“Well of course not. I live here.”
She stares at me. “Really?”
“Yes.” I point back through the archway behind me to where my tent is set up, in the middle of my cathedral, and the girl looks all the more amazed.
“You mean you just – camp out here?”
“All the time?”
“Yes. Can you please go now?”
“How long have you been living here?”
This question makes me frown. “I don’t know.” I have lost track of time. That, perhaps, is the main fear of this odd outsider. She brings with her snatches of reality, of society, of the world beyond with its ticking clocks that I do without. I live by nature and tell the time by the sun. “I came here,” I say, “in nineteen-seventy-two.”
“But goodness, that’s–”
I leap to my feet and grab hold of her. That is enough to stop her speaking. “Hush!” I cry, holding my hand over her mouth. “Stop talking, stop talking, stop talking! Don’t tell me. I do not want to know. I am through with such things. Shhh – don’t say another word. If you dare tell me what year it is I’ll–” I stop, but I am sure my expression is enough. I live out here by my hands and I am strong. I feel her shake in my arms. Her lips tremble beneath the force of my hand. I could snap her. She is skinny, little, weighed down and tired by her backpack. She is weak.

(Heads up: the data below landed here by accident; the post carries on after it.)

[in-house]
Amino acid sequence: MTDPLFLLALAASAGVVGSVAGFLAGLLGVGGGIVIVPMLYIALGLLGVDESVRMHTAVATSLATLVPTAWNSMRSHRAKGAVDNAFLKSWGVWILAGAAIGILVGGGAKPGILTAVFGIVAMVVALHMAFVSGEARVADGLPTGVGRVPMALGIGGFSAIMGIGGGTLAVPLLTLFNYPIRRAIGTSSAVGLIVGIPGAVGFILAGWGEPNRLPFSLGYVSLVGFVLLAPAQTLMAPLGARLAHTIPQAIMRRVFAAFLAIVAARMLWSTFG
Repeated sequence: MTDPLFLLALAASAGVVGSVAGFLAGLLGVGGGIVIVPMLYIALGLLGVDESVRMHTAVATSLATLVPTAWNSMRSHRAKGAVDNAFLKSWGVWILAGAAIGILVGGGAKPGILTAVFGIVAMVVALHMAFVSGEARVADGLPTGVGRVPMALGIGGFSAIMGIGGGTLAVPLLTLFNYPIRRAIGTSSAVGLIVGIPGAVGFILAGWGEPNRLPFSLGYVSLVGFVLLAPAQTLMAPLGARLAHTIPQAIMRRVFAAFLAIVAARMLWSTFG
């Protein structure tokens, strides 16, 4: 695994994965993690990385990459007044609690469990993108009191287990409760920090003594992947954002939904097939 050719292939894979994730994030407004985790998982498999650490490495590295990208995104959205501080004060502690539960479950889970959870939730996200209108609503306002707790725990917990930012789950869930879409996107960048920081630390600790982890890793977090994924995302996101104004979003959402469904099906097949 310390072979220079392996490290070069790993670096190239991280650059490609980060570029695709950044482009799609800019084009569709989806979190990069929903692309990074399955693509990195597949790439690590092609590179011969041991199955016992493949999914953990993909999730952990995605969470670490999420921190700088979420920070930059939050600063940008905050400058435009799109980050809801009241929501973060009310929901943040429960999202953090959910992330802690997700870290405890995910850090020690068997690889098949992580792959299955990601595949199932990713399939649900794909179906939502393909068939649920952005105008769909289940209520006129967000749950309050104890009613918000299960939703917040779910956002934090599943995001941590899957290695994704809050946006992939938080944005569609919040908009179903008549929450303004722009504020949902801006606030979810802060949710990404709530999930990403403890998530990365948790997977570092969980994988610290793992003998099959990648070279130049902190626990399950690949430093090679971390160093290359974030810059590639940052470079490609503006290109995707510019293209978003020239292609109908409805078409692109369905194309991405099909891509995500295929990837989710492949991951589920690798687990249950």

My first human contact in years and years, and it is on the point of violence. I let her go, and stumble backwards. She stares at me with the same horror as I stare at her. I like this better. I am used to reflections by now.
“I do not want to know,” I say, in a murmur. “I am done with the world beyond here – through with it all. I do not know what you came but you must go at once. At once!”
She stands, shaking, silent. And then she takes out a gun from her pocket and points it at me. Now it is my turn to be afraid. I hear the sound of gunshots, and though I know it is a memory, though I know she has not pulled the trigger, fear floods through me. I am shaking as much as her now.
“If you dare try and hurt me,” she says, sounding almost calm. “I’ll shoot you.”